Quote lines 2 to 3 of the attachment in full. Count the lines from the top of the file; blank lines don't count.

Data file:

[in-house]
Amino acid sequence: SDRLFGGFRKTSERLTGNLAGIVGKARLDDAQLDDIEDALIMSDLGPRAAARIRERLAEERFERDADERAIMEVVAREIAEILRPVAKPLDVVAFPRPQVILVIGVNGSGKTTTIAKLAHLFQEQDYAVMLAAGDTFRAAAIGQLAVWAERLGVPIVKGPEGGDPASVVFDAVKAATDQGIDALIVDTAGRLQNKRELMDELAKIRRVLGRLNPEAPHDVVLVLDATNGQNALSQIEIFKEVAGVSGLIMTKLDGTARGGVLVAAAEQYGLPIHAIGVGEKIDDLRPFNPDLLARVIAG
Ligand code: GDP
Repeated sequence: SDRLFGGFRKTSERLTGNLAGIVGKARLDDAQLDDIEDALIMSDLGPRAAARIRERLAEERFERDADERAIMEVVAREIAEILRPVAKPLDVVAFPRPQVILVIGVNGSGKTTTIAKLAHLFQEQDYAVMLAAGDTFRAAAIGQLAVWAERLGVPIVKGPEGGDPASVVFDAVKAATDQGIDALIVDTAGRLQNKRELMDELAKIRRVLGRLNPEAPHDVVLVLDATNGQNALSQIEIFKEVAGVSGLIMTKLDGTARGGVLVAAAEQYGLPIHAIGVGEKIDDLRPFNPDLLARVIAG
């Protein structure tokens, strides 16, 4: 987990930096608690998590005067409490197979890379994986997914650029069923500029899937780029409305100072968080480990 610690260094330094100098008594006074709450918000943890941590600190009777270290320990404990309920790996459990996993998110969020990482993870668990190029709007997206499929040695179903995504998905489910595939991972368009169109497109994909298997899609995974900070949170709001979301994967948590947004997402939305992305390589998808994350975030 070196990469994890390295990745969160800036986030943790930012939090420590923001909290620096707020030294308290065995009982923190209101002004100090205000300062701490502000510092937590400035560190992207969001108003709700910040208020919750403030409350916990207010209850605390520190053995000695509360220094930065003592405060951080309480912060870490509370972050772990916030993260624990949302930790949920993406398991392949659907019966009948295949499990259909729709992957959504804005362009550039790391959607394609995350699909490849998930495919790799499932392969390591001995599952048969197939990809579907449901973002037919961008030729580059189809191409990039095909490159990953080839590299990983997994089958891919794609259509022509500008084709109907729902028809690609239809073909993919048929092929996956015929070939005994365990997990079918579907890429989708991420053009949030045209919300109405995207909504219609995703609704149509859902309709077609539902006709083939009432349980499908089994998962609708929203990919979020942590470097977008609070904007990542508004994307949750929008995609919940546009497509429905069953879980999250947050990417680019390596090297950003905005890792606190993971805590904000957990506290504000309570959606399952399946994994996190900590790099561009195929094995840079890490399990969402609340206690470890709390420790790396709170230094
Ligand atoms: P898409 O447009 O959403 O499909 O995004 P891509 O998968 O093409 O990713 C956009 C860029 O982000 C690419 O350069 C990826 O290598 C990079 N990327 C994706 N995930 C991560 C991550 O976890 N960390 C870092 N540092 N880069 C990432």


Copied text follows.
Amino acid sequence: SDRLFGGFRKTSERLTGNLAGIVGKARLDDAQLDDIEDALIMSDLGPRAAARIRERLAEERFERDADERAIMEVVAREIAEILRPVAKPLDVVAFPRPQVILVIGVNGSGKTTTIAKLAHLFQEQDYAVMLAAGDTFRAAAIGQLAVWAERLGVPIVKGPEGGDPASVVFDAVKAATDQGIDALIVDTAGRLQNKRELMDELAKIRRVLGRLNPEAPHDVVLVLDATNGQNALSQIEIFKEVAGVSGLIMTKLDGTARGGVLVAAAEQYGLPIHAIGVGEKIDDLRPFNPDLLARVIAG
Ligand code: GDP